Emmaline Zanelli (b. 1994) is an emerging artist based in Adelaide and Melbourne, Australia.
Her work combines various media mixed with photography, including temporary sculpture, installation, performance for camera and costume in explorations of dreams, emotions, bodies, and the people around her. She presents scenes from a kind of personal universe, as well as abstracted re-enactments of anecdotes from anyone she meets. Her influences range from my family, DIY home solutions, waste and ridiculous manipulative advertising to prehistoric life and depictions of future integrations/coexistence of humans with artificial intelligence in pop culture. In creating her pieces, Zanelli combines these references from the outside world with her fantasies to fabricate scenes and characters from alternate realities using whatever she can find. An overarching theme of Zanelli’s work is the idea we can manipulate and reshape the visual world that surrounds us in order to explore one another in different and meaningful ways. Often a particular work is aimed to communicate directly to a specific person or scenario through both the process of creation and the final image. Through a use of collaged photographs and a frenetic or unfinished aesthetic, Zanelli seeks to imbue her work with a sense of energy, curiosity, restlessness and playfulness.
Zanelli completed a BA Visual Art & Design in 2015. Her photographic work has been exhibited around Australia in galleries including the Perth Institute of Contemporary Art (WA), Stills Gallery (NSW), Bus Projects (VIC), and Hugo Michel Gallery (SA). A selection of her work has been acquired by Artbank Australia and she has been featured in the British Journal of Photography. In 2017, she travelled to London as a resident artist at the Slade School of Fine Art and in January 2018 was invited to give a public reflection on the work of iconic Australian photographer Pat Brassington at the Art Gallery of New South Wales. She is currently based across Melbourne, VIC and Adelaide, SA.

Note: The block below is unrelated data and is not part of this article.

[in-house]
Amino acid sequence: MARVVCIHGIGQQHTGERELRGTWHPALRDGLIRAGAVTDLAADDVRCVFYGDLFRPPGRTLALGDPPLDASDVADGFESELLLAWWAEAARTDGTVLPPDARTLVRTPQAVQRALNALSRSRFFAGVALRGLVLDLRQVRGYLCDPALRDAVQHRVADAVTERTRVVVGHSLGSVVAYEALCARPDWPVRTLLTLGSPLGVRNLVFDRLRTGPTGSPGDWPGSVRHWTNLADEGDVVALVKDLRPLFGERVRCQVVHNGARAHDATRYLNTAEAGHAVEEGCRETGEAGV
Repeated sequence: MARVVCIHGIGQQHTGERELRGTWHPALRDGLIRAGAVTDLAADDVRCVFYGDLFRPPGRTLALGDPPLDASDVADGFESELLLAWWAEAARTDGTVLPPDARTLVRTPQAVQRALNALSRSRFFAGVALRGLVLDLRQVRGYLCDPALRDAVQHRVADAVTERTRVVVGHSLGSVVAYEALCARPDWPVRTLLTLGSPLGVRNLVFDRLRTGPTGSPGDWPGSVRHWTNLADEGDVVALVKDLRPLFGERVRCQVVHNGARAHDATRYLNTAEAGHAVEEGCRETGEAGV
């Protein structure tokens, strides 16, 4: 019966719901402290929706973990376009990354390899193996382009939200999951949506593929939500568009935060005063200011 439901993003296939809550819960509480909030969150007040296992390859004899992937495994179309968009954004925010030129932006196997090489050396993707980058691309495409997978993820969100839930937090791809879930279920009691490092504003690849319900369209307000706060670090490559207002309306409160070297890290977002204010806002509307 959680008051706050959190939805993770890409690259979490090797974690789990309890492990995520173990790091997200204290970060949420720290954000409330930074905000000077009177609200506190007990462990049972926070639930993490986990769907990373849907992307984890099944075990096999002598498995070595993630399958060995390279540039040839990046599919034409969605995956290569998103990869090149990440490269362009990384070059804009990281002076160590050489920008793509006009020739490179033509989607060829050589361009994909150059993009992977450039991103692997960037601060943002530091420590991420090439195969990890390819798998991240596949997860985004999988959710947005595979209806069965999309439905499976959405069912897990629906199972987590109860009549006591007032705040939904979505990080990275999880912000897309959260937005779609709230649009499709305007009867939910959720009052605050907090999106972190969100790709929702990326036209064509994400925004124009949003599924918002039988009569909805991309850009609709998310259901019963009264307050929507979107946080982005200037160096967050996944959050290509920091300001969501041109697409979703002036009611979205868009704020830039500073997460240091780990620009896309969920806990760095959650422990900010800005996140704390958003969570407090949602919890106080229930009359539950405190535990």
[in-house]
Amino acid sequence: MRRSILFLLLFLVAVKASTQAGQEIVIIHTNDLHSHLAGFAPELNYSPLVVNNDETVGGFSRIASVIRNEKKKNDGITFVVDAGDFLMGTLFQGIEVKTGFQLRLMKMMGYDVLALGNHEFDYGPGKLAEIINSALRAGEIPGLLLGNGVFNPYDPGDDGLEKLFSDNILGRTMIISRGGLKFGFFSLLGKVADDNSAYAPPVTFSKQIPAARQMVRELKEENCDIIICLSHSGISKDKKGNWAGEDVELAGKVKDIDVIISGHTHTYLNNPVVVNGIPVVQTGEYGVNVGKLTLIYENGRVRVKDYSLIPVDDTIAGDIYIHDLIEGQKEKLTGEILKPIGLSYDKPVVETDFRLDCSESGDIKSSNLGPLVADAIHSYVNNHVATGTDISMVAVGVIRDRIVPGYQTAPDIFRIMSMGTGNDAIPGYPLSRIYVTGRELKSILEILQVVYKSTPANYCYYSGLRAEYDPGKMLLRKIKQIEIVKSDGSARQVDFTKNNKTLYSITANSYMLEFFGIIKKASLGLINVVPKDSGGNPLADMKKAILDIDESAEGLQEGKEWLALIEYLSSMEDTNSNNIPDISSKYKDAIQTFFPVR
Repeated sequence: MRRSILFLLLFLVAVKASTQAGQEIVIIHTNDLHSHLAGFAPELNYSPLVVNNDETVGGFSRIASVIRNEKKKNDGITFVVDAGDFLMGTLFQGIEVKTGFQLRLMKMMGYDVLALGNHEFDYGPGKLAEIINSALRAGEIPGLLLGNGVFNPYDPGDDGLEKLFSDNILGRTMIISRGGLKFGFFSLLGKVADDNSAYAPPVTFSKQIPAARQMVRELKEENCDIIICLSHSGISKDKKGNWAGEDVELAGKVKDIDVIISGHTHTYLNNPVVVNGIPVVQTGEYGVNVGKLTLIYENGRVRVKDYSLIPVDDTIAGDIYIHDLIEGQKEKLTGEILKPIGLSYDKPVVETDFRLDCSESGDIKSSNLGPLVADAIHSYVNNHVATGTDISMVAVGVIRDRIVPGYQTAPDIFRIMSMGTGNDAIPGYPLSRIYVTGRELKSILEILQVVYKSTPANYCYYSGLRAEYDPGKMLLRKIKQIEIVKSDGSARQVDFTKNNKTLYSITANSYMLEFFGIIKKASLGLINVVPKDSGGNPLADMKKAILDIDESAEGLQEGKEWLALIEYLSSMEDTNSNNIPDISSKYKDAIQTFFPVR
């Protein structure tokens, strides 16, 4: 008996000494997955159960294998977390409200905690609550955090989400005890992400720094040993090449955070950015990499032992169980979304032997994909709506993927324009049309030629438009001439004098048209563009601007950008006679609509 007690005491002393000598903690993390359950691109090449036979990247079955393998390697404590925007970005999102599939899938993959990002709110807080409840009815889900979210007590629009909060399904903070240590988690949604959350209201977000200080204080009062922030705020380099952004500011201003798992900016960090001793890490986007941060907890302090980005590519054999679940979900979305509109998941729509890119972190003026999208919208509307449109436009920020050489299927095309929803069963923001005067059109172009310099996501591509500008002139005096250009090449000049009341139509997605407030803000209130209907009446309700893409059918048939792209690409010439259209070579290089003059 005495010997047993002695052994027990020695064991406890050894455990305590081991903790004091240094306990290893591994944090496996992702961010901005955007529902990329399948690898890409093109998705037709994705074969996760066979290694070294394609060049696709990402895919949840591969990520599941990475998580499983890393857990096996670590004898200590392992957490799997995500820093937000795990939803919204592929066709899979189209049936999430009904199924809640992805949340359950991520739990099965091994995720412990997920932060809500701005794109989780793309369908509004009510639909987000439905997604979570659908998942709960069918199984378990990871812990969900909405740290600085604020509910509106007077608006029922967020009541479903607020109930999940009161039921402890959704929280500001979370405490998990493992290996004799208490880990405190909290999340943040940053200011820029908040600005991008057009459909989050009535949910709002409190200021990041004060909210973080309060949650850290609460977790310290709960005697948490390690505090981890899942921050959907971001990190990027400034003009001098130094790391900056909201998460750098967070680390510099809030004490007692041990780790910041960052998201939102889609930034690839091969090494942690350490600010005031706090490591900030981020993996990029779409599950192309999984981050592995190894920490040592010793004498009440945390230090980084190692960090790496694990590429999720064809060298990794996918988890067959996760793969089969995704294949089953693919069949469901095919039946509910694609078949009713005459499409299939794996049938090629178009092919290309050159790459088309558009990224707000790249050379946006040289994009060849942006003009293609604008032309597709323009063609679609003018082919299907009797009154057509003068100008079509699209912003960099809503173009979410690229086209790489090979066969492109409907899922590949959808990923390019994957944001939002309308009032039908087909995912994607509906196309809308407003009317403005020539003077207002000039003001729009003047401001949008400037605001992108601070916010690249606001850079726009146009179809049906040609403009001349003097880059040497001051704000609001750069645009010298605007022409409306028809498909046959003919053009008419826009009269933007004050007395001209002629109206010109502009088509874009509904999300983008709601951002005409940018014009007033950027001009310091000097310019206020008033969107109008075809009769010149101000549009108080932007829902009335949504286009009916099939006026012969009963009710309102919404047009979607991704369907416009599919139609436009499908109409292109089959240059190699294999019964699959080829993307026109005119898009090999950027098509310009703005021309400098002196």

Looks Like A Fish, Tastes Like A Lizard
– A wife and husband have been searching Queensland for reptiles that lived over 150 million years ago in Australia’s inland seas. Independent of any employer or
institution, they have done this for 15 years. Recently, however, they uncovered a complete Ichthyosaur – a rare and important discovery drawing international
attention and large monetary offers for casts. When I met this couple and asked them to tell me about their discovery, he replied ‘we found an Ichthyosaur. Looks
like a fish, tastes like a lizard.’ Then they left. –
This project is exploring research of prehistoric life, as performed by a domestic paleontology enthusiast. Collected stories of scientific experiments conducted in the paleontology lab and animation studio are used as inspiration for scenes of backyard discoveries. A polystyrene microscope ready for printed live blood cells, an Ichthyosaur built of paper maché National Geographic images swimming above the piano, characters using a stock photo elephant to imagine the gait of a sauropod, plasticine bones in a vinyl creek bed waiting for scanning to become animated. Latent experiments. Independent of any employer or institution. Processes used in real-world professional environments to imagine and decipher life before humans are referenced and used throughout the work, melded with home-invented methods.
These scenes are investigating parallels between homemade pseudoscience and highly regarded scientific innovation, with a specific focus on moments where intuitive body movement and image-making technology have been used to explore the edges of human knowledge. Imitation of others and costuming are key themes in Zanelli’s photographic practice, but this project is exploring these themes when they are used to bridge a divide much broader and more mysterious than between people.
Looks Like A Fish, Tastes Like A Lizard uses images to materialize constructed scenes of performed research where it is uncertain if the character is researching, or is part of the specimen. At its core this project reflects on our collective perception nature and the – at times ridiculous – human endeavor to understand and recreate it.
To view more of Emmaline Zanelli’s work please visit her website.